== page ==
Two other variables which show distinctive changes at Tg are specific volume and specific heat capacity. Specific volume means volume per unit mass, ie, m3/kg in SI (and MKS) units. The word specific means "per unit of mass", as distinct from "per mole". Most materials experience decreasing specific volume with declining temperature. At Tm there is stark drop in specific volume followed by a distinct decrease in the rate of decline of specific volume with decline in temperature. By contrast, the region over which Tg occurs shows only a change in the rate of decline of specific volume with decline in temperature.
At Tg there is also a distinct decrease in the rate of decline of specific heat capacity with decline in temperature. Specific heat capacity refers to the amount of heat added or removed per unit mass to produce a unit change in temperature — in contrast to molar heat capacity which is the amount of heat per mole of material to produce a unit temperature change. (The term specific heat capacity is usually used in the abbreviated forms "specific heat" or "heat capacity". Specific energy capacity would be a more accurate term because gas temperature can be changed by compressive work, not just by heat.) Liquid water has a very high specific heat capacity compared to most other materials. At 4.2 kilojoules per kilogram-kelvin water has over ten times the specific heat capacity of copper. (The amount of heat required to warm water 1ºC at 14.5ºC was the original definition of calorie, but a calorie is now defined as 4.184 Joules.) (Glycerol has about half the specific heat capacity and half the thermal conductivity of water.)
The high specific heat capacity of earth's oceans prevents large temperature changes on our planet. The large water content of animal tissue is likewise protective against rapid temperature changes in warm or cold environments. The specific heat capacity of the solid (non-water) portion of fresh beef is 0.84 and — combined with the water portion — gives fresh beef a specific heat capacity of 3.14, which could be taken as a proxy for the specific heat capacity of a cryonics patient. The specific heat capacity of glycerol (and similar cryoprotectants) is about 2.4. A study of specific heat capacities and declining specific heat capacities of cryoprotectants and cryonics patients could be useful in designing scientific cooling equipment for use in cryonics. Changes in thermal conductivity of cryonics patients (produced with various cryoprotectants) with declining temperature should also be studied.
The specific heat capacity of all materials declines to a value of zero at a temperature of zero Kelvin — meaning that a tiny amount of heat could cause a huge temperature rise in any material near absolute zero. The change in the rate of change of specific heat capacity is so distinctive at Tg that it is used to determine Tg by scientists studying cryoprotectants. The instrument which measures this "thermal signature" is called a Differential Scanning Calorimeter (DSC). For most substances the change in rate of change of specific heat capacity at Tg increases with molecular weight — and Tg increases as molecular weight increases [PHARMACEUTICAL RESEARCH 11(1):54-59 (1994)].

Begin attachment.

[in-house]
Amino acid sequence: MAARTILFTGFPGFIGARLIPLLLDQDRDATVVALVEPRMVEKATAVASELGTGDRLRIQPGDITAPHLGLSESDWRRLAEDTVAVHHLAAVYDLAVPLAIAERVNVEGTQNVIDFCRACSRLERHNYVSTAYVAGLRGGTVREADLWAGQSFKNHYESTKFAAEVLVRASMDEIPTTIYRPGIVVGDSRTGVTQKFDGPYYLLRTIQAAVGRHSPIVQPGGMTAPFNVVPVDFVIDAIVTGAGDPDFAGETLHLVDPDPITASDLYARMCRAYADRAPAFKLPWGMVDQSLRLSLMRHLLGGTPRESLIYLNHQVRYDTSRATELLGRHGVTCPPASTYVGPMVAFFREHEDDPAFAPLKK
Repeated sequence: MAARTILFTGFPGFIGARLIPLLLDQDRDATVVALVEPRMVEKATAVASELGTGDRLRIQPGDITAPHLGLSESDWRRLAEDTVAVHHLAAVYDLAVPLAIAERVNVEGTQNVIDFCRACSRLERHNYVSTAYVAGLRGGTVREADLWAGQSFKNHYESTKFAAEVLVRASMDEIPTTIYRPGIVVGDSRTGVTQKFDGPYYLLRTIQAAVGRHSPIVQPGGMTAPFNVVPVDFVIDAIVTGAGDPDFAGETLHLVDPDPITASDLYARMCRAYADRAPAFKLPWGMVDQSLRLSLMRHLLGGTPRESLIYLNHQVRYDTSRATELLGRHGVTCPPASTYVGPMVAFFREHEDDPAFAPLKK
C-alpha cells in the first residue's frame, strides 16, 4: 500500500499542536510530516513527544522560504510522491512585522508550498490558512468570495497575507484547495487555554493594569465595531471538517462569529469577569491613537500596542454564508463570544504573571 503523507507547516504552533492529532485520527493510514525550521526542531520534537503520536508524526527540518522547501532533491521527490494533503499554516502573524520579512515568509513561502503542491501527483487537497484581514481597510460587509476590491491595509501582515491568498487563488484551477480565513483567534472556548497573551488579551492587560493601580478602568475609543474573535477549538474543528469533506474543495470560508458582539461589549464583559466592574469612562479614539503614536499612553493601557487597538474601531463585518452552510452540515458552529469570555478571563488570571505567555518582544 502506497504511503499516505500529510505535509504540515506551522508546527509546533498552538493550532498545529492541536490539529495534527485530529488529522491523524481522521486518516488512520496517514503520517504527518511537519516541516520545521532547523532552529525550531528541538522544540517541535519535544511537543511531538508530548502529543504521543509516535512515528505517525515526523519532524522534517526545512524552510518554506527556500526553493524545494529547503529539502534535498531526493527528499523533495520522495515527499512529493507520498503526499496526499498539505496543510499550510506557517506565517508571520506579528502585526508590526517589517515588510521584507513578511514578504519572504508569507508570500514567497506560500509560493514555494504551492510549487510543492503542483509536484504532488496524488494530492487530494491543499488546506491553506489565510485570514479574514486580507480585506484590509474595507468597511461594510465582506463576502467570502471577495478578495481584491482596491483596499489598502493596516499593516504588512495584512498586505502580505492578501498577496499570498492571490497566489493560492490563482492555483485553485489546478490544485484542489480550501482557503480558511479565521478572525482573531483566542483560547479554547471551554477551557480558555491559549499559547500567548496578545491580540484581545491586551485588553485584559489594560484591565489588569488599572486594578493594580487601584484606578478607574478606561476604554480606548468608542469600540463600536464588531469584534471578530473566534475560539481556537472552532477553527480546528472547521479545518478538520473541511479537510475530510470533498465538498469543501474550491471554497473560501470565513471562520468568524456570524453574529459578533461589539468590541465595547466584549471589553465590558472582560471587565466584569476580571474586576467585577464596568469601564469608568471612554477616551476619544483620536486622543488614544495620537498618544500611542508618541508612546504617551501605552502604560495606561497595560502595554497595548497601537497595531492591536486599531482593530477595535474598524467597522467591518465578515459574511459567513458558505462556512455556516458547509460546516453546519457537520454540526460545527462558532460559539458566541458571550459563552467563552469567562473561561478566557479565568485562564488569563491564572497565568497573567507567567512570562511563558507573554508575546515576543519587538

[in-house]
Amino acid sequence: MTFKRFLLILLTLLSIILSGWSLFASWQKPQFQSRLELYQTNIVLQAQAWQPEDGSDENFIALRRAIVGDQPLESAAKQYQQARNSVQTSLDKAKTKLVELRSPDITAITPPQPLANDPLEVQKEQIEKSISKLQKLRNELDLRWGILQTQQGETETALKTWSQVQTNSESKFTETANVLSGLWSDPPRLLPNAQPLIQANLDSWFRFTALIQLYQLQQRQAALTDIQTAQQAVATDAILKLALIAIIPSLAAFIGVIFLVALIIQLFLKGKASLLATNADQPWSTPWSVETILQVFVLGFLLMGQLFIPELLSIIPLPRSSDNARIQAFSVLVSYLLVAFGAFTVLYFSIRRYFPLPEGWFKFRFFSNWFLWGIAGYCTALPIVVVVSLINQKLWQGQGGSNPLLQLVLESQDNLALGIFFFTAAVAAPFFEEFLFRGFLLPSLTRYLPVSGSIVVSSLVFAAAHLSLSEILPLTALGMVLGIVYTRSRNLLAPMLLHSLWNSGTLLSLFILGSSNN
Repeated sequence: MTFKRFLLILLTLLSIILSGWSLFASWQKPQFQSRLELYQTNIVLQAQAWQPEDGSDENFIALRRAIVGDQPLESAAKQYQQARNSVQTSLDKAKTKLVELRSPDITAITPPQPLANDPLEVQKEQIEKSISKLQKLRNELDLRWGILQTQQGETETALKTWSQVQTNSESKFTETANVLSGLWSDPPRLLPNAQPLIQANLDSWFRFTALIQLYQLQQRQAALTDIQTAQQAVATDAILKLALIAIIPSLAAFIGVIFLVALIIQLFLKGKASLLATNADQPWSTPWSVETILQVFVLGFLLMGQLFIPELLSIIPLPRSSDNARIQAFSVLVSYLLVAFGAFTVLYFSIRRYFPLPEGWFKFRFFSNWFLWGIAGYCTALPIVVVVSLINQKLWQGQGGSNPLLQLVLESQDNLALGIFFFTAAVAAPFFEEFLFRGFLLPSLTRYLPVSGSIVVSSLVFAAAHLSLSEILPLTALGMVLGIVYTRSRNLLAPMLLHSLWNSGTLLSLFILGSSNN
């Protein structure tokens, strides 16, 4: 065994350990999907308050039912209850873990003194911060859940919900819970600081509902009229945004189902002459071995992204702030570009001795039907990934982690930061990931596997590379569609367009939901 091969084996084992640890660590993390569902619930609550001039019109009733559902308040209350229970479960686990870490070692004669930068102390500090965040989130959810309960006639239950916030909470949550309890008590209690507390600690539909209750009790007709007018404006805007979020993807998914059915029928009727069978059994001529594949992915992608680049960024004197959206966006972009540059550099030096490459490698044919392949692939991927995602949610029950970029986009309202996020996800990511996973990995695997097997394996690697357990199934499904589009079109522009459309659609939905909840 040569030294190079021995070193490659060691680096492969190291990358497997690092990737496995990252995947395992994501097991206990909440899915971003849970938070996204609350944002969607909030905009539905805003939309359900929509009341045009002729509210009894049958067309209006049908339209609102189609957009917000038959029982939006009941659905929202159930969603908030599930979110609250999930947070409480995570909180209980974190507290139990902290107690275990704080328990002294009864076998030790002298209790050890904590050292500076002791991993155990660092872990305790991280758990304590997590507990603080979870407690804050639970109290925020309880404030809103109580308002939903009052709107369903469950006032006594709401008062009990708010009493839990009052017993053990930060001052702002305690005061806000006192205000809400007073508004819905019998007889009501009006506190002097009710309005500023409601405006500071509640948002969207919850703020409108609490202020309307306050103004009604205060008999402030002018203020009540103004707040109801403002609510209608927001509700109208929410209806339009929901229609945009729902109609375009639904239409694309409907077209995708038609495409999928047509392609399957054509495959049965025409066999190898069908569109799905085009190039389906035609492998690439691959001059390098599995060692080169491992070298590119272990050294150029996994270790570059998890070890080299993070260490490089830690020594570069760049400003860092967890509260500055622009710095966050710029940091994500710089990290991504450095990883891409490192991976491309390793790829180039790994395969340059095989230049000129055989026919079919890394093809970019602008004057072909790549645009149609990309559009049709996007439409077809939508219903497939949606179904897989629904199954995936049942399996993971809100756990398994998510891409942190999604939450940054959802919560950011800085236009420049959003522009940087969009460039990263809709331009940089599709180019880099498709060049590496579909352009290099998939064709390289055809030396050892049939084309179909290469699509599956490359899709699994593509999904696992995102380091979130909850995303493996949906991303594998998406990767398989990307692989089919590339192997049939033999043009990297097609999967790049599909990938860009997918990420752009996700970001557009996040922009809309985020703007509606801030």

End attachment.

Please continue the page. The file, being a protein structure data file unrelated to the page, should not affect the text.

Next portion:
[For further discussion of Tg see my essay Vitrification in Cryonics and Fragility thy name is glass]
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Cryogenic temperatures can preserve mammalian tissues essentially unaltered for many centuries, if not many millenia [AMERICAN JOURNAL OF PHYSIOLOGY; Mazur,P; 247(3 Pt 1):C125-C142 (1984)]. Although vitrification above cryogenic temperatures results in a solid state, deteriorating chemical reactions can still occur in vitrified tissue at higher temperatures [PHARMACEUTICAL RESEARCH; Streefland,L; 15(6):843-849 (1998)].
How rapidly should a cryonics patient be cooled in the descent from 10ºC to −196ºC? To answer such a question scientifically it is helpful to study the properties of the materials concerned, namely water, cryoprotectant and biological tissue. Unpurified water, of course, has a freezing temperature close to 0ºC, but freezing is what cryonicists try to avoid or minimize. Instead, cryonicists are trying to vitrify as much as possible, ie, produce a glassy rather than a crystalline solidification in order to avoid mechanical damage by ice crystals. Water can be vitrified by cooling it at a rate of about 3 million ºC per second [JOURNAL OF MICROSCOPY 143(Pt 1):89-102 (1986)] to about −138ºC, but this cooling rate is impractical for cryonics. Fortunately, the rate of cooling required to produce a vitrified (glassy) solid rather than a crystalline solid is much less for solutions containing cryoprotectant than for pure water. The slowest rate of cooling which produces vitrification (prevents ice formation) is referred to as the critical cooling rate. (For more details on the process of vitrification, see my essays Vitrification in Cryonics and Lessons for Cryonics from Metallurgy and Ceramics.)
Like pure water, the cryoprotectant glycerol has a freezing temperature which is close to 0ºC, but mixtures of glycerol & water freeze at lower temperatures. A 50% w/w (weight/weight) solution of glycerol has a freezing/melting temperature (Tm) of −23ºC. The mixture with the lowest freezing temperature is roughly 66% glycerol, freezing at about −46ºC. But many cryonicists hope for something much better than frozen mixtures of glycerol and water. What is of more interest is the glass transition temperature (Tg, the temperature at which the cryoprotectant/water mixture hardens from a syrupy liquid to a solid glass). For glycerol mixtures Tg is close to −110ºC. The increasingly high viscosity of water/glycerol mixtures at lowering temperatures — and the absence of nucleation — means that the mixtures can be supercooled below the freezing/melting temperature without freezing. (Tg is typically about two-thirds the value of Tm on a Kelvin temperature scale for substances that vitrify.) With rapid cooling of glycerol/water mixture, ie, cooling at a rate in excess of the critical cooling rate, the mixture will vitrify at Tg rather than freeze at a higher temperature.